Sensory play with playdough
Children are naturally curious. STEM at Scienceworks is learning by doing in context - so for example, encouraging curiosity and play-based learning that relates to real world scenarios.
We encourage open-ended activities to give children the opportunity to explore the properties of the playdough while having fun!
To make the dough you’ll need 2 cups plain flour, 2 tablespoons vegetable oil, 1/2 cup salt, 2 tablespoons cream of tartar, 1 to 1.5 cups boiling water, gel food colouring and a few drops of glycerine (available from pharmacies).
- Mix the flour, salt, cream of tartar and oil in a large mixing bowl.
- Add food colouring to the boiling water- split wet and dry ingredients in half or thirds if you want to make different coloured batches.
- Add liquids into the dry ingredients.
- Stir continuously until it becomes a sticky, combined dough.
- Add the glycerine.
- Let cool then take it out of the bowl and knead it vigorously for a couple of minutes until all of the stickiness has gone.
- You can add a tiny bit of flour if it’s still too sticky after a few minutes. You can store it in an airtight container or ziplock bag. Playdough is wonderful for early years development, as it can lead to finger strengthening and improved hand-eye coordination and fine motor skills.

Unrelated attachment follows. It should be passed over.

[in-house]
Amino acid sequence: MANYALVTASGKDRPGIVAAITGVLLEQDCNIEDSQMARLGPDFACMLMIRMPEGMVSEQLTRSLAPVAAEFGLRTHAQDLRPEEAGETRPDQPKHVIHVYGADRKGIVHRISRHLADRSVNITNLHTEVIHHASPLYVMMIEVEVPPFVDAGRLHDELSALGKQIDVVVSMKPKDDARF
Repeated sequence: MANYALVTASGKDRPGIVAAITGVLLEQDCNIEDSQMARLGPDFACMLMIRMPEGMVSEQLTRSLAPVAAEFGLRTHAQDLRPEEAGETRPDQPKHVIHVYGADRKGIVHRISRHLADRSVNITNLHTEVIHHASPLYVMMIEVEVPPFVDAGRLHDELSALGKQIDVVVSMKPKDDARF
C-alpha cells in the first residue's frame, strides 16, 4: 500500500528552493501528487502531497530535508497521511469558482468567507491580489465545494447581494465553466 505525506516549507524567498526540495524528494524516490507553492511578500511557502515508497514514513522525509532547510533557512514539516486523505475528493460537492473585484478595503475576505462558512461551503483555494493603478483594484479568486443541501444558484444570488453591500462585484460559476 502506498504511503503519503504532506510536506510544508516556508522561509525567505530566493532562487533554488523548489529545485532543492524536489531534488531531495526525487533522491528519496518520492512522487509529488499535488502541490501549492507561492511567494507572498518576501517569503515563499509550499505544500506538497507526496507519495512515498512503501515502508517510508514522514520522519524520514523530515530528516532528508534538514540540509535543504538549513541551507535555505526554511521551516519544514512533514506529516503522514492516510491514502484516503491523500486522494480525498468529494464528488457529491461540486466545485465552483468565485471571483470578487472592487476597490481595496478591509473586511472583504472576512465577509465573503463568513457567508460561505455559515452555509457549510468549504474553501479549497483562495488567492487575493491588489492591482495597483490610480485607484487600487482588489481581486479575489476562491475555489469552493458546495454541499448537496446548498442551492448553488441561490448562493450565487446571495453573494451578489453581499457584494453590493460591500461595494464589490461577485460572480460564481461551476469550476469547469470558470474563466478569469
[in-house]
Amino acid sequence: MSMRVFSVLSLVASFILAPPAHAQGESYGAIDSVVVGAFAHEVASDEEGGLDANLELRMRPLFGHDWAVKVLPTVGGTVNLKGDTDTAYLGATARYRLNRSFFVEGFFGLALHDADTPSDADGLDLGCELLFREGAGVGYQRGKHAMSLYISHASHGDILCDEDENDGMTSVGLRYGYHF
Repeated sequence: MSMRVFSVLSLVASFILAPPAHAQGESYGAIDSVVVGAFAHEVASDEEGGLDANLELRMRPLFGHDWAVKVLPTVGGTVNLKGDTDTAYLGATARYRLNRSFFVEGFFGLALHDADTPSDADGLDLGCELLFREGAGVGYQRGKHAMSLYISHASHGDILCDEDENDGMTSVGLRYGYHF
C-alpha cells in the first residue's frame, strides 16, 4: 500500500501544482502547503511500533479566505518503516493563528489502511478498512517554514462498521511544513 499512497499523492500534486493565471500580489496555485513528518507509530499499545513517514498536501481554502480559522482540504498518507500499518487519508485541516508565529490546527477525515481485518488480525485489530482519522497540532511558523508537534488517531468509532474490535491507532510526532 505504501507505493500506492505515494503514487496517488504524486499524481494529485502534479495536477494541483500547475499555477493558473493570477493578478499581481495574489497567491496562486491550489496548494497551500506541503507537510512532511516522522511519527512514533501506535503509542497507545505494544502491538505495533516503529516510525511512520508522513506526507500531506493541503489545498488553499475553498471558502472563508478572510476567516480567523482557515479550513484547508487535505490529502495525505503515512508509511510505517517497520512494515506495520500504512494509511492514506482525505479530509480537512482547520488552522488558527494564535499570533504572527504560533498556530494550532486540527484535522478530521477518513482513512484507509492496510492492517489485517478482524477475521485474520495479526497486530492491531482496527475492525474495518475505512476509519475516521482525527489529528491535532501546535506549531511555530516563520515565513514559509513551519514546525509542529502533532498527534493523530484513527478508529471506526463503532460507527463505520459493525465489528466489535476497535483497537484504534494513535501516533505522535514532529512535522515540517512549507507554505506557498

Setting challenges are a great way to encourage play-based learning!
- Structure challenges with playdough! How tall can you build? Can you add dried penne, or sticks, to make the structure stand taller?
- Shape challenges with playdough! Can you mould playdough into a circle, triangle or square? What about making three dimensional shapes such as spheres, pyramids or cubes? Can y ou make a creature that stands?
- Prints and pattern challenges with playdough! What mystery toy animal or vehicle left that imprint? Can you imprint things from nature, such as leaves or sticks?
The ways we can explore with playdough are endless. Does the playdough roll down a ramp? Does it bounce? Can it be flattened out? Does it float, or sink? Let us know what you discover by using #Scienceworks #MuseumAtHome.